Tuesday, December 30, 2008
Cosiner "Crafty Tunes 2" will available in stores February 2009. The album will be also available at your favorite digital retailer (iTunes, Amazon, Napster, Rhapsody, eMusic and more). We put one of the songs ("Off-3-4 Tune") off the new album on MySpace;
Put it on your iPod, iPhone, Serato or OG Diskman, please give it a good listen and let us know what you think of the track.
-Beautiful Angry Music
Monday, December 29, 2008
He played on more than 300 recordings, including some of the most important albums of the 60s, including Ornette Coleman's "Free Jazz," Eric Dolphy's "Out to Lunch," Trane's "Ascension," Wayne Shorter's "Speak No Evil" and his own classics, "Ready for Freddie," "Hub-Tones," and countless others. He will be sorely missed in the world of jazz. -Cosiner
Yosuke Yamashita Trio with Brass 12 - Introducing Takeo Moriyama
Japanese pianist Yosuke Yamashita formed a bass-less trio in 1969, with drummer Takeo Moriyama and tenorist Seiichi Nakamura (he also formed the Yosuke Yamashita New York Trio in the late 80s, with bassist Cecil McBee and drummer Pheeroan AkLaff). Here is a great studio album with 4 tracks composed by Moriyama.
A Power Stronger Than Itself - The AACM and American Experimental Music
George E. Lewis (2008 The University of Chicago Press, ISBN:9780226476957)
Finally. A great book about the AACM (Association for the Advancement of Creative Musicians). I like the fact that it's written by George E. Lewis who joined the collective as a teenager in 1971. 690 pages deep, with in-depth interviews and a collection of rare pictures. A must read.
Beautiful Angry Music 15:
The Wire (297, November 2008 issue, page 54)
1. Bill Dixon/Archie Shepp - 7-Tette/And the New York Contemporary 5 (Savoy)
2. John Coltrane - Lush Life (Prestige)
3. Cosiner - Crafty Tunes (Beautiful Angry Music)
4. Steve Lacy - Raps (Adelphi Jazz Line)
5. Don Cherry - Mu-First Part (Actuel)
6. Albert Ayler - Love Cry (Impulse)
7. Sun Ra - Astro Black (Impulse)
8. Sun Ra and His Arkestra - Disco 3000 (El Saturn)
9. Your Neighborhood Saxphone Quartet - Plutonian Nights-the Music of Sun Ra (Coppens)
10. Roswell Rudd - Everywhere (Impulse)
11. Lyrics Born - Everywhere At Once (Anti/Quannum Project)
12. Nas - Nas (Def Jam)
13. Keith Hudson - Pick A Dub (Mamba/Atra)
14. Aretha Franklin - Soul '69 (Atlantic)
15. East of Underground - East of Underground (Shogun)
Clifford Jordan and John Gilmore: Blowing In From Chicago (Blue Note 1549, 1957)
A great double-tenor session LP from Chicagoans Clifford Jordan and John Gilmore recorded in 1957. Also one of Gilmore's very few appearances outside of the Sun Ra Arkestra. So much energy from both players (they were really young at the time of this recording, probably in their early 20's?) their fire burns straight through all seven songs. With rhythmic accompaniment from Art Blakey (d), Curly Russell (b) and Horace Silver (p) the combination here creates a great looseness that allows Jordan and Gilmore to shine on their tenors. Generally I am not a big Blue Note head when it comes down to collecting older titles, but this is a great one to own a clean copy on vinyl. I see the original 1957 pressing going for anywhere between $50 to $100. Just like many other Blue Note titles, some of the later Japanese pressings have better sound quality and they are more affordable, unless you are a diehard Blue Note head...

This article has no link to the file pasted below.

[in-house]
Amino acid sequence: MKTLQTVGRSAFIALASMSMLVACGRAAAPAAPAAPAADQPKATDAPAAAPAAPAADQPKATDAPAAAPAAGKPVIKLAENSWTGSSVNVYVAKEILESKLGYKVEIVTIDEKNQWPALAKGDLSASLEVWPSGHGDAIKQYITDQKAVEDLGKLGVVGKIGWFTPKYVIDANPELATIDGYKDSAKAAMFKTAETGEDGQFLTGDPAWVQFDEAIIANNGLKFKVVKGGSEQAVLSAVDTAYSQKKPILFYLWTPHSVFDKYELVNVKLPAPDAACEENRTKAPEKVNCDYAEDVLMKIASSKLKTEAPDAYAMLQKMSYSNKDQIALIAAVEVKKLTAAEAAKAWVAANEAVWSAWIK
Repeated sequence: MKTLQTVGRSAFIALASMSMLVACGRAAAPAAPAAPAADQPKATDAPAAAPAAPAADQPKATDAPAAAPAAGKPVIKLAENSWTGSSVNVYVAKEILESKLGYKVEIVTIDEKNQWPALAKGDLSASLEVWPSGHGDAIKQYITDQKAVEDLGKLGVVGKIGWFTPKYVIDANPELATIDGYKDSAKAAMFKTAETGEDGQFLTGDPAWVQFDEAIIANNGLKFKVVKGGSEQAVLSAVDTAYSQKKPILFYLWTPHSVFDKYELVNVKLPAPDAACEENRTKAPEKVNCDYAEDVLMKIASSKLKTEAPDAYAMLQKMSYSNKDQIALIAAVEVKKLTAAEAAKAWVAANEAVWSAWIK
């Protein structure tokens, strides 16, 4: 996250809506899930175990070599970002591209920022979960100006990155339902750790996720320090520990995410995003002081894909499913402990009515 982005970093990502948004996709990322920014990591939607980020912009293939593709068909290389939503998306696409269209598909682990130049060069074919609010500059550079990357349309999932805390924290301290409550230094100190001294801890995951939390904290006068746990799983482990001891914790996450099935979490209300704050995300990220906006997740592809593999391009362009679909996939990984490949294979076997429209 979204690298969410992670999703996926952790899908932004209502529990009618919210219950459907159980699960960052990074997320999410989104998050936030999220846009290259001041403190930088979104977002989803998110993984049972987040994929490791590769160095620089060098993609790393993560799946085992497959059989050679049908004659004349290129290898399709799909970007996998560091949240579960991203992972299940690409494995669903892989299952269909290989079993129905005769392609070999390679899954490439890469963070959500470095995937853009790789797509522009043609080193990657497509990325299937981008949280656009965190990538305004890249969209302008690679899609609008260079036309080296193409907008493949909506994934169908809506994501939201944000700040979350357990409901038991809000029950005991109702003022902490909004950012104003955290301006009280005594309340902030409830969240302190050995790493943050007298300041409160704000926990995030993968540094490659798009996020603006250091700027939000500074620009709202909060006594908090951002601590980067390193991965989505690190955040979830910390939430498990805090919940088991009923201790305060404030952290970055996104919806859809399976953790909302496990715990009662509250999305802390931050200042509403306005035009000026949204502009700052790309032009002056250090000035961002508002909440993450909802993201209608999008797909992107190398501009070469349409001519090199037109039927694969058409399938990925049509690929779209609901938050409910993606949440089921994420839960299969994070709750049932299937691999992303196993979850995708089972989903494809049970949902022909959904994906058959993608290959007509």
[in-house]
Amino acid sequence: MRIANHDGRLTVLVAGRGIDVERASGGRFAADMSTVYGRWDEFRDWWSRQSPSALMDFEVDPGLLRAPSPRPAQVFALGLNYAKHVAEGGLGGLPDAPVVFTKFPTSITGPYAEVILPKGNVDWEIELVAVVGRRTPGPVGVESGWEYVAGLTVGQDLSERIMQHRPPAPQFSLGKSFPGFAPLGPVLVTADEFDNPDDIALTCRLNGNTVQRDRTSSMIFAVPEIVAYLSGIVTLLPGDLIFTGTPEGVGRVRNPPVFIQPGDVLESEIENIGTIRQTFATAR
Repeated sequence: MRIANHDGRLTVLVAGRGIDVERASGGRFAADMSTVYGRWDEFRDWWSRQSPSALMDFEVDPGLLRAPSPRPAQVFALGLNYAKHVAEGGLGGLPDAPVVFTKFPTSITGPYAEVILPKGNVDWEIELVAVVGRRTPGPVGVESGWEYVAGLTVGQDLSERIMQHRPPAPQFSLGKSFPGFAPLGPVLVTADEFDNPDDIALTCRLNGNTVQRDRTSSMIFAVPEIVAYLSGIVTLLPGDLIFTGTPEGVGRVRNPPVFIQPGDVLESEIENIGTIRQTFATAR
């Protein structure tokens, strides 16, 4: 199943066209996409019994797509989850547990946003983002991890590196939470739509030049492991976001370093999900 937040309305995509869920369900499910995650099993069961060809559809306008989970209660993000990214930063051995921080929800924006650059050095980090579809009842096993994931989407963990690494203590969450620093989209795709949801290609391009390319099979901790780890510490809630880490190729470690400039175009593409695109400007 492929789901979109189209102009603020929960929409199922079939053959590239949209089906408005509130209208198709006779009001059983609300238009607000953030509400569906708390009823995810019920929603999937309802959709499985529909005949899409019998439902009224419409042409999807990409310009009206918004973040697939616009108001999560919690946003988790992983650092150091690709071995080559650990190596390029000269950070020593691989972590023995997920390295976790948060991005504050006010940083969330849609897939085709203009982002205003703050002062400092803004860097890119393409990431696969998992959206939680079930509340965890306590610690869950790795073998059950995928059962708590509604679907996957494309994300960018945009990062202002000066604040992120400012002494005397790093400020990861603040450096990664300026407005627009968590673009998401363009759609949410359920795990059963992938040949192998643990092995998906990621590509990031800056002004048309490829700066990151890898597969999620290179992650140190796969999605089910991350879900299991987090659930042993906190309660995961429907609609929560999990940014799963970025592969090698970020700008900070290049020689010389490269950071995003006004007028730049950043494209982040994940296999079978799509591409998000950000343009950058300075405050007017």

The Giuseppi Logan Quartet (ESP Disk, 1965)
One more to revisit here. A great album by the multi-reedman, Giuseppi Logan with his quartet. Originally released in 1965 (recorded in 1964 at Bell Sound Studios in NYC), Logan chose his close friends and companions, Milford Graves (d), Don Pullen (p) and Eddie Gomez (b), to create this 5-song (deep!) album and added to the full dimension of each musician. This was one of the first free-jazz records that taught me the depth of exploratory music and the use of middle-eastern and south asian (Indian, particularly) instruments and scales. There is an ESP reissue on CD now, digitally re-mastered and sounds very good (unlike many free-jazz reissues out there). Unfortunately, Logan only had two releases (both on ESP) before disappearing from the scene in the early 70s (appeared on Roswell Rudd's album later I believe). I recently saw an article somewhere he was missing since the 70s and found by a Mission Christian church in New York... His unique sound will be greatly missed. Until next time.
Roscoe Mitchell Sextet - Sound (Delmark, 1966)
One of my favorite albums of all time. Roscoe Mitchell's (Art Ensemble of Chicago, AACM) sextet LP from 1966. He expresses an emphasis on the notion of sounds rather than "tune," occasionally in silence, throughout the whole album as one. The group, Roscoe organized here with Lester Bowie (t), Lester Lashley (tb), Kalaparush Marurice McIntyre (ts), Malachi Favors (b) and Alvin Fielder (d), works largely in overtones and distortions more than in true tones. I find myself listening back to this album when I am thinking about starting a project completely different from what I was doing before. I sometimes listen to this purely as "sounds" without having anything in mind. If you come across with a vinyl copy, the sound quality on LP has much more clarity than the CD reissue but the CD comes with 2 bonus alternative takes of "Ornette" and "Sound" previously unreleased (although those sound a bit editted to me and takes me a while to get used to it every time. I should probably get over it by now...). Stay tuned.